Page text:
“Aunt” Mary Dobkin, a physically handicapped woman living in Baltimore in the 1940s. Dobkin was concerned that juvenile delinquency was destroying her neighborhood. She organized the “Dobkin Dynamiters,” a baseball team comprised of disadvantaged and minority children. A loving but strict coach, she was responsible for several firsts in the coaching industry: the first woman to coach little league in Baltimore, the first coach to integrate a baseball team (1950), and the first to put a girl on an all-boys team (1960).
Josephine established the first boys’ baseball league in America. Her city—and the country—was watching. Beyond all expectations, the Cleveland Indians rallied behind her project. Indians legends Bob Feller, Jeff Heath, and Roy Weatherly helped hone the boys’ skills; renowned sports reporter Hal Lebovitz became an umpire; and they were given permission to play in historic League Park. All the while, as Josephine’s Little Indians graduated into the Junior American and Junior National Leagues, and finally a Little World Series, she instilled in her boys strong values, good sportsmanship, and an unprecedented sense of accomplishment. Some of them, like Ray Lindquist and Jack Heinen, would become Minor League players. Not one of Mrs. Morhard’s boys would ever forget her. Read more about Josephine’s extraordinary work in Mrs. Morhard and the Boys.
Seeing the new play of Toni Stone and watching her character reflected in A League of Their Own’s Max Chapman gave me a whole new appreciation for what this woman accomplished and endured in her time. An American hero if there ever was one, I salute Toni Stone during Women in Baseball Week for embodying the true spirit of Community Champion and inspiring girls decades later.
Abbi Jacobson & Will Graham
A League of Their Own not only told a great baseball story, but did so in a more honest and historically accurate way. This led to the birth of a whole new community and family for me. I thank Will Graham and Abbi Jacobson for that.
Maybelle Blair is such an inspiration. She means so much to so many of us. Probably more than she will ever realize. Dirt in the skirt, Maybelle!
Po Chun Liu
Po Chun Liu is a great example of a female pioneer in baseball. She deserves every award possible and every day changes the landscape for women athletes, particularly in baseball, ESPECIALLY for umpires, all around the world.
Cami Kidder Divine
She has been the main fuel behind my constant engagement in the game of baseball and most especially girl baseball in the Greater Accra Region of Ghana-Africa. I can confidently say am the only trainer in my country with a girls baseball players in schools and the communities and these girls can play very well. She has not given up in seeking opportunities to have some of the girls display their talent on the international platforms.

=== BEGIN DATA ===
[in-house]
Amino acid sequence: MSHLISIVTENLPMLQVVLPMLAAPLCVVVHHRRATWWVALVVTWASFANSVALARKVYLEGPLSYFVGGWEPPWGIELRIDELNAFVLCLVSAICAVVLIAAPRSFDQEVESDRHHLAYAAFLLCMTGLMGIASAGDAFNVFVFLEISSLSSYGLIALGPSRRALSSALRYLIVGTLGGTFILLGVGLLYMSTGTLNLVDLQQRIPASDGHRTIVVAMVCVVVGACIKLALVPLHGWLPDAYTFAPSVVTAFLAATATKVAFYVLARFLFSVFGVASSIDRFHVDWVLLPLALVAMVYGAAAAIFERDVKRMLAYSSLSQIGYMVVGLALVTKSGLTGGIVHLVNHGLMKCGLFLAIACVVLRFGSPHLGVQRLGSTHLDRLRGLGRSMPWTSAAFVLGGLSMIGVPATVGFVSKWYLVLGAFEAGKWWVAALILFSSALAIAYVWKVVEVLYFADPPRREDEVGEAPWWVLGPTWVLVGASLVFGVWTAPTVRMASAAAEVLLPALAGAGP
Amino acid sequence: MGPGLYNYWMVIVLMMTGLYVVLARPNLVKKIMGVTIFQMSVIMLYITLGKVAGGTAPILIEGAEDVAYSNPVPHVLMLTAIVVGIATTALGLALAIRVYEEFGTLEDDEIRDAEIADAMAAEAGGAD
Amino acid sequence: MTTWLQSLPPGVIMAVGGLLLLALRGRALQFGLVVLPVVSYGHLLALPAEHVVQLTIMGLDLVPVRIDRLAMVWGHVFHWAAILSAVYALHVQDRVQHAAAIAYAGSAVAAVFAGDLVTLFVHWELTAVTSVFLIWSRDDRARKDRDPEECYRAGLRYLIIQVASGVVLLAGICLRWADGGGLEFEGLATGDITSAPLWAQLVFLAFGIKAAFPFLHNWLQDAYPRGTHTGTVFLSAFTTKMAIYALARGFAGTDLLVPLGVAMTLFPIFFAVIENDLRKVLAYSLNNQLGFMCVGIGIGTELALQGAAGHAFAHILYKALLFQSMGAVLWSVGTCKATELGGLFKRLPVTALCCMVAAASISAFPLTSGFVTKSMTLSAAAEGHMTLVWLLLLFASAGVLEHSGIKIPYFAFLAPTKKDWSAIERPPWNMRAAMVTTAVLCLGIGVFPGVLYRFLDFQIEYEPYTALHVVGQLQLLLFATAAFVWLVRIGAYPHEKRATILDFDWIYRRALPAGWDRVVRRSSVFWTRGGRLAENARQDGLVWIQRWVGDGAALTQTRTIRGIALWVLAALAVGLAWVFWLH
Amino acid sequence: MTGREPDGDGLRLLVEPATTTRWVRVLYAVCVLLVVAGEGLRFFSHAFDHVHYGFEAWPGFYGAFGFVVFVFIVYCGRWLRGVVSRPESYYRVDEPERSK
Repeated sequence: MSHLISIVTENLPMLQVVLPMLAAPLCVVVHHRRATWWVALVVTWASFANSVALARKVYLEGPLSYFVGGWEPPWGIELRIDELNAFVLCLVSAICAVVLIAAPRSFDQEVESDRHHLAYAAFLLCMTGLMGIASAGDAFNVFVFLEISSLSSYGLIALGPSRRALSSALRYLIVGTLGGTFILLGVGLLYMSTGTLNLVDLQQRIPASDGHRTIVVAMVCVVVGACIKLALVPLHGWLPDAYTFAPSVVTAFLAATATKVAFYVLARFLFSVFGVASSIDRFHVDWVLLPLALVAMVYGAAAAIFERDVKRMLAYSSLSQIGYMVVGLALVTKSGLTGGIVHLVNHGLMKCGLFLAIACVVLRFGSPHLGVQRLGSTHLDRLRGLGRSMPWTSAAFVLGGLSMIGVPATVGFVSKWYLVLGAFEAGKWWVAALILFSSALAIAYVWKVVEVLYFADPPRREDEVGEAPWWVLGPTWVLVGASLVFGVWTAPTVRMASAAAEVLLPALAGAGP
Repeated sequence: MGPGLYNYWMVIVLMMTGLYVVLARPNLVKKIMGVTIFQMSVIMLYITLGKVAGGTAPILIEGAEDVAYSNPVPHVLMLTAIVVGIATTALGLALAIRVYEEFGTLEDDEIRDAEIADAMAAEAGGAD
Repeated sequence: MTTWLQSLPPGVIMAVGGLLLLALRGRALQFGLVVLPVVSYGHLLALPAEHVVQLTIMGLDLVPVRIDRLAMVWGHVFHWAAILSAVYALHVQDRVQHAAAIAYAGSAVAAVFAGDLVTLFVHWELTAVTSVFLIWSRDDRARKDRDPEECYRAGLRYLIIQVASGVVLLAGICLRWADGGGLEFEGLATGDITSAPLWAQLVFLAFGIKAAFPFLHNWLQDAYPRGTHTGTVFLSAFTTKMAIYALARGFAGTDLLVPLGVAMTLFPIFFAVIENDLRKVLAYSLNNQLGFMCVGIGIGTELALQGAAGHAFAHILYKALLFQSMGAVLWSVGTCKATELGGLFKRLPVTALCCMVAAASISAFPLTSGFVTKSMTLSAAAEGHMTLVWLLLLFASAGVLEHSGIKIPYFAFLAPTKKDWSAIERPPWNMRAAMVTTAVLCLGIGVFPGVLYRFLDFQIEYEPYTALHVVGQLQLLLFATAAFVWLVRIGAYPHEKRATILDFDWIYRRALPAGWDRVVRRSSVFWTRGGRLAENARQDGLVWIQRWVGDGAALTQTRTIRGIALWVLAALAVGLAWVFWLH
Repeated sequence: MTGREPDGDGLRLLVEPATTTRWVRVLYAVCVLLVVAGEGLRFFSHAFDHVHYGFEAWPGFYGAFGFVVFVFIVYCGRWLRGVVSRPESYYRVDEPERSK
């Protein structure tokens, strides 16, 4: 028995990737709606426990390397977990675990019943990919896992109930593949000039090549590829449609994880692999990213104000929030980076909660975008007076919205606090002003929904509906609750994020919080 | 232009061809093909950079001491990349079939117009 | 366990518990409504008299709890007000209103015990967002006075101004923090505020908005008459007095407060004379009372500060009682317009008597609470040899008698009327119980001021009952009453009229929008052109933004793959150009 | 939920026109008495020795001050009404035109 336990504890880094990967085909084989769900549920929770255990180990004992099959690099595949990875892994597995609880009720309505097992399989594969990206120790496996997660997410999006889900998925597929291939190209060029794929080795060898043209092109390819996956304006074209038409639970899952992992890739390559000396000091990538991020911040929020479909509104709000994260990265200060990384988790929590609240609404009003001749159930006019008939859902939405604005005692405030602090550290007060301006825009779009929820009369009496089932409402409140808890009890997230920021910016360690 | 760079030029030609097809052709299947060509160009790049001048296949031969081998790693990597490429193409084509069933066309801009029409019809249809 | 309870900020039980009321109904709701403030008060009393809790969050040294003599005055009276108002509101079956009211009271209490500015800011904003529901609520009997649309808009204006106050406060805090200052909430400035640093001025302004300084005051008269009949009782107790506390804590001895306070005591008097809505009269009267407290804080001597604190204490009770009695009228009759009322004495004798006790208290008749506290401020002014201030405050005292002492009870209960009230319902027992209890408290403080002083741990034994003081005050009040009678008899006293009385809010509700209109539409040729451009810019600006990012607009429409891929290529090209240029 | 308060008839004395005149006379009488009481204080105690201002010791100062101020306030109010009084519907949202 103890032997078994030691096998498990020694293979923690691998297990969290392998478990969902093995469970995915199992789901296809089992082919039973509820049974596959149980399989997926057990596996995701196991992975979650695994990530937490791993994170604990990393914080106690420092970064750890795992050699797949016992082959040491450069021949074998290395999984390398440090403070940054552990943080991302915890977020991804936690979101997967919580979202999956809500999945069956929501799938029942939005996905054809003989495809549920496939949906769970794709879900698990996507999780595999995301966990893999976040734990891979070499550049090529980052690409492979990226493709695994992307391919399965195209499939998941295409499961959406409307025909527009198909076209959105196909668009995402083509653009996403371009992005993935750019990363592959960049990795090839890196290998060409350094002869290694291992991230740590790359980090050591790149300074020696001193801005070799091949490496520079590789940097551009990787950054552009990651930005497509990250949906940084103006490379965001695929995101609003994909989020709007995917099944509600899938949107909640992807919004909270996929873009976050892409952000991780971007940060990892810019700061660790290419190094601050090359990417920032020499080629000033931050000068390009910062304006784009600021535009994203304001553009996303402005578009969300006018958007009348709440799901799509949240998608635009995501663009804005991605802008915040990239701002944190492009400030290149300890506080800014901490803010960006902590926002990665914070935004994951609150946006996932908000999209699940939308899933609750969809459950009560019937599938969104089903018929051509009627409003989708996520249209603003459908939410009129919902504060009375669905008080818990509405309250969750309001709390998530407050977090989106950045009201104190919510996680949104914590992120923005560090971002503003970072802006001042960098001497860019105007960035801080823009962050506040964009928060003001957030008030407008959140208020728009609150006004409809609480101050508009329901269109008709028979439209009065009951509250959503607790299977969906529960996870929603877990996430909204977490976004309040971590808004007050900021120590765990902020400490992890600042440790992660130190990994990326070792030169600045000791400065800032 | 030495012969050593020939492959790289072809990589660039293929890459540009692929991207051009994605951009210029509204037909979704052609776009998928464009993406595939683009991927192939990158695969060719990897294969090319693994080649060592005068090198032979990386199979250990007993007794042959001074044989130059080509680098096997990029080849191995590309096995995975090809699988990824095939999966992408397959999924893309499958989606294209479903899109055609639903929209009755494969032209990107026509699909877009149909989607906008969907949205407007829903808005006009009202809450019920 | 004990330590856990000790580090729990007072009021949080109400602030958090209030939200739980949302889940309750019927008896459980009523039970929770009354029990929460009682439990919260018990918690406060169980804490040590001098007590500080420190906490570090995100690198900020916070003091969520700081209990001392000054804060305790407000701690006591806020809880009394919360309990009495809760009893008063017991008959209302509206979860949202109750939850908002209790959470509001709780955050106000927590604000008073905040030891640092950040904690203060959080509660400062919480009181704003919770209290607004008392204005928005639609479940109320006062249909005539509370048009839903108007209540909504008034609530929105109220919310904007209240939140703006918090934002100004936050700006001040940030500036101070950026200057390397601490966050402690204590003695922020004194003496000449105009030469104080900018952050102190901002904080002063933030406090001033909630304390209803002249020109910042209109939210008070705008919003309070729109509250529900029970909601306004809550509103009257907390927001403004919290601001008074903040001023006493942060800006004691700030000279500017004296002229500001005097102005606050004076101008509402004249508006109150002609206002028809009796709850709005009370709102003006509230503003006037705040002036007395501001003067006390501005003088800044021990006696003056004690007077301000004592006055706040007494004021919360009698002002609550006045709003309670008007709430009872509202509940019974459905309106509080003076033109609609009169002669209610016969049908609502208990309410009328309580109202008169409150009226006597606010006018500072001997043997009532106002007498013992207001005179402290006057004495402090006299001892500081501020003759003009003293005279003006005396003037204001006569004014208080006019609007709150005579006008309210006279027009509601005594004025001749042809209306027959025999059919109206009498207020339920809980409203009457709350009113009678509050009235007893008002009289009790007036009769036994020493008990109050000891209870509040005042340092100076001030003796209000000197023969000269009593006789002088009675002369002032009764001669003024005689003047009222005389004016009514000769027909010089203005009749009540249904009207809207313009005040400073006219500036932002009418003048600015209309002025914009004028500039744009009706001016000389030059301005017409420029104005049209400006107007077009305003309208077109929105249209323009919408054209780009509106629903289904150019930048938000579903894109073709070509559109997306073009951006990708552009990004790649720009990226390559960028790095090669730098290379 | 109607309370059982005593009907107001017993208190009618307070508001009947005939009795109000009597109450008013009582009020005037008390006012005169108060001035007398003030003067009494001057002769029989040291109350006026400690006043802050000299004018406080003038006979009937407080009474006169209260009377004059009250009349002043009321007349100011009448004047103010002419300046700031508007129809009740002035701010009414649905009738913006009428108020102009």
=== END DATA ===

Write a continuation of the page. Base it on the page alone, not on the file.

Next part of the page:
SARA ROSE THIBAUT
Being the only female on the field has always been a part of Sara Rose’s baseball journey. With 24 years in the game, she’s still trying to normalize and shatter the stereotypical vision many people still have of who wears a uniform and what they are contributing to the game. Sara Rose moved into an all men’s league after high school and quickly started her own team in that league with true coed goals for her team. Her 1st female recruit was Tamara Holmes, who still plays for her team and after 5 years, they now have 4 female players and a female GM. Sara Rose has also been a baseball Coach at the local high school for 3 years where she has been shaking up the game by being the winning coach for the entire freshman league. Her presence on the field has created the conversation among fans and coaches alike, all asking her questions about her career on the field and how excited they are to see her out there. Normalizing the vision of females on the field, shattering stereotypes and encouraging other females to follow their dreams is everyday business for Sara Rose THIBAUT, a true leader for females in the game.
Doris Hocking is the creator of Women’s Baseball-UK, which promotes more women into the sport across the United Kingdom. She is responsible for this organization growing into a multi-team league nationwide and the creation of Great Britain’s first women’s national team, which now competes in international tournaments. Overall, she is known worldwide for being a trailblazer and as someone who has given tirelessly of herself to make baseball more inclusive.
Philly Girls Baseball
Thank you for giving more opportunities to local girls to pursue any sport they want to play and encouraging them to be whatever they want to be. Learn more about this extraordinary program at Philly Girls Baseball.
Barbara’s books, particularly Women at Play: The Story of Women in Baseball, opened up a whole world to me. She is a gifted writer whose talent for researching and crafting historical narrative is both accessible and motivation to her readers. Ultimately, her writing has set me on a lifelong journey I never anticipated, but I am so grateful for it.